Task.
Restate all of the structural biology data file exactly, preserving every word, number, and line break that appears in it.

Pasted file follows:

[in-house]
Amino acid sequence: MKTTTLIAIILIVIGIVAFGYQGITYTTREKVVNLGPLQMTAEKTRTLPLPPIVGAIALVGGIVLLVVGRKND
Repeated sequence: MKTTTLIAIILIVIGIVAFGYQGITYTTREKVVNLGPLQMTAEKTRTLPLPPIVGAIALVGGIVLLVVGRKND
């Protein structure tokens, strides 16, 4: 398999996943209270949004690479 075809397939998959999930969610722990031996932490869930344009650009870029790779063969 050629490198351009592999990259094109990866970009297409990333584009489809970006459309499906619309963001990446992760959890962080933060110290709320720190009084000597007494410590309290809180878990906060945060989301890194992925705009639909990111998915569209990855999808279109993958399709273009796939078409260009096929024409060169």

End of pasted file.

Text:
[in-house]
Amino acid sequence: MKTTTLIAIILIVIGIVAFGYQGITYTTREKVVNLGPLQMTAEKTRTLPLPPIVGAIALVGGIVLLVVGRKND
Repeated sequence: MKTTTLIAIILIVIGIVAFGYQGITYTTREKVVNLGPLQMTAEKTRTLPLPPIVGAIALVGGIVLLVVGRKND
């Protein structure tokens, strides 16, 4: 398999996943209270949004690479 075809397939998959999930969610722990031996932490869930344009650009870029790779063969 050629490198351009592999990259094109990866970009297409990333584009489809970006459309499906619309963001990446992760959890962080933060110290709320720190009084000597007494410590309290809180878990906060945060989301890194992925705009639909990111998915569209990855999808279109993958399709273009796939078409260009096929024409060169």